IDEAS home Printed from https://ideas.repec.org/
MyIDEAS: Login to save this article or follow this journal

Capitalisation of Fiscal Variables and Land Scarcity

  • David Stadelmann
  • Steve Billon

Fiscal packages usually capitalise into house prices. Yet if enough land for construction is available, housing developers could supply new houses and capitalisation may disappear. This paper provides a theoretical model in which income taxes and public services capitalise at lower rates when housing supply elasticity increases. Using an empirical linear interaction model, we estimate the impact of available land for construction on capitalisation rates with a panel of Swiss communities. Results indicate that fiscal variables do not capitalise differently in communities where housing supply is constrained by land availability. Thus, land availability is a necessary but not sufficient condition for capitalisation to disappear.

If you experience problems downloading a file, check if you have the proper application to view it first. In case of further problems read the IDEAS help page. Note that these files are not on the IDEAS site. Please be patient as the files may be large.

File URL: http://usj.sagepub.com/content/49/7/1571.abstract
Download Restriction: no

Article provided by Urban Studies Journal Limited in its journal Urban Studies.

Volume (Year): 49 (2012)
Issue (Month): 7 (May)
Pages: 1571-1594

as
in new window

Handle: RePEc:sae:urbstu:v:49:y:2012:i:7:p:1571-1594
Contact details of provider: Web page: http://www.gla.ac.uk/departments/urbanstudiesjournal

No references listed on IDEAS
You can help add them by filling out this form.

This item is not listed on Wikipedia, on a reading list or among the top items on IDEAS.

When requesting a correction, please mention this item's handle: RePEc:sae:urbstu:v:49:y:2012:i:7:p:1571-1594. See general information about how to correct material in RePEc.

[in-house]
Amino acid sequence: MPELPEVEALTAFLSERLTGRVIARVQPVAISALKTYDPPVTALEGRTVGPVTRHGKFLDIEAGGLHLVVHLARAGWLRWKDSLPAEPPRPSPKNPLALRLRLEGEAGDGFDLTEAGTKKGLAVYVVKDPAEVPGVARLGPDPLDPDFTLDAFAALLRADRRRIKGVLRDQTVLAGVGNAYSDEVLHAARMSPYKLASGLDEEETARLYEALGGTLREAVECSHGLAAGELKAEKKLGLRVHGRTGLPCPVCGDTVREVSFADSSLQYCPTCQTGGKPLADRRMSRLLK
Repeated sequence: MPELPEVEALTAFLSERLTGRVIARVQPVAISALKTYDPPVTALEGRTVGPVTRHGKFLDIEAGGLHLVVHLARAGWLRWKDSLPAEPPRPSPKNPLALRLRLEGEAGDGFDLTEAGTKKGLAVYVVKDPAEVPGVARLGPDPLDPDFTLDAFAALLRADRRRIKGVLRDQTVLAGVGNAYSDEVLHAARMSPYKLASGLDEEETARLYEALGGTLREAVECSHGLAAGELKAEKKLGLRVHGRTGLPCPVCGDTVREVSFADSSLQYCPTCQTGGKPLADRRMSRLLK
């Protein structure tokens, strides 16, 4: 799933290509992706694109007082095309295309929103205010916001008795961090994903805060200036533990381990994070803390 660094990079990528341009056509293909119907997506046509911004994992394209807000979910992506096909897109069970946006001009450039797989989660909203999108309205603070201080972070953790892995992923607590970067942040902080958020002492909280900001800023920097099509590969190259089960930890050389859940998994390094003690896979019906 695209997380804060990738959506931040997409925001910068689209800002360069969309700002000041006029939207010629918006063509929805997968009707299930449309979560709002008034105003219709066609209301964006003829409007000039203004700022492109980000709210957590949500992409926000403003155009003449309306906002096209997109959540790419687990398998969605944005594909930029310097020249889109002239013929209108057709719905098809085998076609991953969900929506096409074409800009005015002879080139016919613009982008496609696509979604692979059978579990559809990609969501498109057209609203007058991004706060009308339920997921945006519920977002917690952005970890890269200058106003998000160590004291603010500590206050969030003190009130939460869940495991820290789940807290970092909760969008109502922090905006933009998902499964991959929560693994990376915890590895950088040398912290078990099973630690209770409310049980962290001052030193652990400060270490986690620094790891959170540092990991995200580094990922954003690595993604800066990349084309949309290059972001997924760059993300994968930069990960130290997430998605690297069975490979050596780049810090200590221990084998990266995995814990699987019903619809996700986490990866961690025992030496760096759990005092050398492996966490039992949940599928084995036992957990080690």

For technical questions regarding this item, or to correct its authors, title, abstract, bibliographic or download information, contact: (SAGE Publications)

If you have authored this item and are not yet registered with RePEc, we encourage you to do it here. This allows to link your profile to this item. It also allows you to accept potential citations to this item that we are uncertain about.

If references are entirely missing, you can add them using this form.

If the full references list an item that is present in RePEc, but the system did not link to it, you can help with this form.

If you know of missing items citing this one, you can help us creating those links by adding the relevant references in the same way as above, for each refering item. If you are a registered author of this item, you may also want to check the "citations" tab in your profile, as there may be some citations waiting for confirmation.

Please note that corrections may take a couple of weeks to filter through the various RePEc services.

This information is provided to you by IDEAS at the Research Division of the Federal Reserve Bank of St. Louis using RePEc data.